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Preferences of community pharmacists for extended roles in primary care: a survey and discrete choice experiment






Pharmacoeconomics 25(9): 783-792

Preferences of community pharmacists for extended roles in primary care: a survey and discrete choice experiment

Major changes in the roles and responsibilities of pharmacists across the world are occurring. A new Scottish Community Pharmacy contract was introduced in April 2006, following the introduction of a similar contract in England in 2005. This contract encourages greater involvement in medicines management and other clinical cognitive roles, whilst retaining a supply function. To use a discrete choice experiment (DCE) to examine the strength of preference of community pharmacists for existing and potential new roles, prior to the introduction of the new contract. The DCE was a component of a larger questionnaire, which assessed demography, workload, attitudes to, and satisfaction with, proposed new roles, and current levels of activity. Attributes and levels for the DCE were based on the recent policy document for Scotland, The Right Medicine, and informed consensus, respectively. Scenarios were organised into pairs, and pharmacists were asked "Which job would you prefer?" The questionnaire was mailed to all pharmacists working in the community setting in Scotland (n = 1621), as identified from a telephone survey. The questionnaire was totally anonymous, and two reminders were sent. There was an overall response rate of 56.4% (914/1621). Community pharmacists preferred to work in an extended pharmacy team, to have strong integration with secondary care, and to provide a minor illness advice service. In 2003, they would forgo an annual income of 3443 pounds, 2183 pounds and 2798 pounds, respectively to achieve this. However, overall, the pharmacists preferred more income to less. Repeat dispensing, chronic disease management, offering health promotion services, and the number of prescriptions dispensed per month were not significant predictors of job choice. Community pharmacists placed the highest value on organisational aspects of their work, and having a first contact primary care role. Although total income was important, there were indications that they would be prepared to forgo income to attain their preferred job.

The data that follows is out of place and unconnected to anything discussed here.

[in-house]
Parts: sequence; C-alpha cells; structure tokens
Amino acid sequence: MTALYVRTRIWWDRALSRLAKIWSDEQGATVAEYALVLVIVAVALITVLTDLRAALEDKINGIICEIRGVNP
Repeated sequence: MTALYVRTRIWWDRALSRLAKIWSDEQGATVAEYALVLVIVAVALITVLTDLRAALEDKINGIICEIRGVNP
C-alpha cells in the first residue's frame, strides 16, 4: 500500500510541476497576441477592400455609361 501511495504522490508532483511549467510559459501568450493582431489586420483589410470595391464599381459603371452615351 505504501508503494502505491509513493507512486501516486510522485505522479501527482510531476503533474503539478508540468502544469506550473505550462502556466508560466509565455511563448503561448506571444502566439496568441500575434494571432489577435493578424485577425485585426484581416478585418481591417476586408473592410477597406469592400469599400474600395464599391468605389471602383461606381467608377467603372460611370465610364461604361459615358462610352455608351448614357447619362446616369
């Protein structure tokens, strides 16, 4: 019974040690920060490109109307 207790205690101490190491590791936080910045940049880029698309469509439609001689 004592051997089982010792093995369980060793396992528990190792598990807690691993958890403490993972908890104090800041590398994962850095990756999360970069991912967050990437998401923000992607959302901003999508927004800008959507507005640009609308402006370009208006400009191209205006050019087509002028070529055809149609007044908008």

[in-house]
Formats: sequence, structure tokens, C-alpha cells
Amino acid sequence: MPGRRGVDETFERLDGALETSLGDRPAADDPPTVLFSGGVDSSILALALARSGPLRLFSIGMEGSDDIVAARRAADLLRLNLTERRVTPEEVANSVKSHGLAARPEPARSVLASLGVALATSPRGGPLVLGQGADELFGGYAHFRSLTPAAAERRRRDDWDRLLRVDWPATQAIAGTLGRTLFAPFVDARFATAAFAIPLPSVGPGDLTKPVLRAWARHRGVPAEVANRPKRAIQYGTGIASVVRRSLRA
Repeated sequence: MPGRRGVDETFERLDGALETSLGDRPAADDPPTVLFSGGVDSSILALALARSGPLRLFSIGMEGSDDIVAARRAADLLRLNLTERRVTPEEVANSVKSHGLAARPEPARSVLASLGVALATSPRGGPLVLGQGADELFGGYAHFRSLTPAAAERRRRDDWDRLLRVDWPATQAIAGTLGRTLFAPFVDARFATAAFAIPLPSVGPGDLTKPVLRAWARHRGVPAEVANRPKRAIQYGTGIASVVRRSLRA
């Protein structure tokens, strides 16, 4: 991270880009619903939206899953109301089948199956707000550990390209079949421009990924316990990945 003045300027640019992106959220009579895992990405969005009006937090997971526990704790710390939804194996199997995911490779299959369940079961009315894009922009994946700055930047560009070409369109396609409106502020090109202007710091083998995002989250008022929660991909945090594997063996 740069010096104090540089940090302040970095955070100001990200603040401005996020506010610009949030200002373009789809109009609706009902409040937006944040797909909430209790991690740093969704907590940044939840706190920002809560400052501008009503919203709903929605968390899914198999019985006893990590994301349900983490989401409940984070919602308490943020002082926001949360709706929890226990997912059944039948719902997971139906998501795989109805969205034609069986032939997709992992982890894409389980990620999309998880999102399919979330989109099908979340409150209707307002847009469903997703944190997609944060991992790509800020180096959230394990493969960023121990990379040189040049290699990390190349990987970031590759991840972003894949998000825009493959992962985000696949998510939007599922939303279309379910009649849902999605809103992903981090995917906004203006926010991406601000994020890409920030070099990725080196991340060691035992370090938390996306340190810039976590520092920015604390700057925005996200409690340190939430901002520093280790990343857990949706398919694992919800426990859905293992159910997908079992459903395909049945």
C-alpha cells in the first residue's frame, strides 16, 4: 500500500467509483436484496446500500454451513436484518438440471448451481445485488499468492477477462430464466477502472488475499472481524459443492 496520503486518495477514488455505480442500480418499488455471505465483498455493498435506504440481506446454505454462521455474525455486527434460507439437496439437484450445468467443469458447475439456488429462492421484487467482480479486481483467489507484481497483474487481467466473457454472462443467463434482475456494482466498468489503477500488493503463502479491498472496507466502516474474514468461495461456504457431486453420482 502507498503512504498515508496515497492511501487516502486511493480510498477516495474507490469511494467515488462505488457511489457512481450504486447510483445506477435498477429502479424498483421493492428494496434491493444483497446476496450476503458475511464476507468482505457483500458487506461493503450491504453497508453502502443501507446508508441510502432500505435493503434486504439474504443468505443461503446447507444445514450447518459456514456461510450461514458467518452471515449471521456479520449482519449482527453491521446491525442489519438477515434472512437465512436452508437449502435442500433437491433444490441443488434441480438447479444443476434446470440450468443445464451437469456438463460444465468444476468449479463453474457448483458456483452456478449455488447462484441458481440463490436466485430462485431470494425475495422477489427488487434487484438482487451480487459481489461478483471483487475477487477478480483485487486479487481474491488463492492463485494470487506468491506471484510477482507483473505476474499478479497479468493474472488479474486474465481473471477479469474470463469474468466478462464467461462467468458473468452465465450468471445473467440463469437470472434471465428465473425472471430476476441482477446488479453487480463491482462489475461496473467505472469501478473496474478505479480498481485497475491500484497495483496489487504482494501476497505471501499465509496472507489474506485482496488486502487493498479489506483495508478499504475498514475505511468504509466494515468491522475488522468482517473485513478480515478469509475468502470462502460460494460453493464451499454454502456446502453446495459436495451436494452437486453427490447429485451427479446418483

Accession: 055116626

PMID: 17803336



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